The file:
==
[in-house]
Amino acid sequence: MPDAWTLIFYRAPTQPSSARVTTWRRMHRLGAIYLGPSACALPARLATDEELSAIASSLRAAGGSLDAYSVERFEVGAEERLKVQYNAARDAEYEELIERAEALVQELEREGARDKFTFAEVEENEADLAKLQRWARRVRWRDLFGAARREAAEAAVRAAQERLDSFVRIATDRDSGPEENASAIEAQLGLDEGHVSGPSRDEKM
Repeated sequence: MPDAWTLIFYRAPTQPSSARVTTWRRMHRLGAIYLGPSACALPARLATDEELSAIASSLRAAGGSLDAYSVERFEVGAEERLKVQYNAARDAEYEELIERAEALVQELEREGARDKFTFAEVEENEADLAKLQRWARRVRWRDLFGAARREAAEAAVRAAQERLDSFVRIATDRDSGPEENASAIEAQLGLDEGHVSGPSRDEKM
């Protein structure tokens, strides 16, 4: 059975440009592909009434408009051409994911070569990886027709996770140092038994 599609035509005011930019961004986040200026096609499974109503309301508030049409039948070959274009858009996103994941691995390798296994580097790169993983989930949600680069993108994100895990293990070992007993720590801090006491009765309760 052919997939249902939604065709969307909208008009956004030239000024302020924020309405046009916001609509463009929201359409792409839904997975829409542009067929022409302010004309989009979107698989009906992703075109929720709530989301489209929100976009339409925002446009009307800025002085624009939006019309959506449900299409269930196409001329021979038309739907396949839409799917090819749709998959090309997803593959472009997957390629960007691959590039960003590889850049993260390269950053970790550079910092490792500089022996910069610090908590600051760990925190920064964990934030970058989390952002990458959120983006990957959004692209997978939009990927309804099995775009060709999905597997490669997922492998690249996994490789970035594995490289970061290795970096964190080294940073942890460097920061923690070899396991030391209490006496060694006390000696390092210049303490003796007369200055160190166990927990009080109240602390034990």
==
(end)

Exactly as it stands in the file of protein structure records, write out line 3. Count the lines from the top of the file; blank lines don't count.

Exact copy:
Repeated sequence: MPDAWTLIFYRAPTQPSSARVTTWRRMHRLGAIYLGPSACALPARLATDEELSAIASSLRAAGGSLDAYSVERFEVGAEERLKVQYNAARDAEYEELIERAEALVQELEREGARDKFTFAEVEENEADLAKLQRWARRVRWRDLFGAARREAAEAAVRAAQERLDSFVRIATDRDSGPEENASAIEAQLGLDEGHVSGPSRDEKM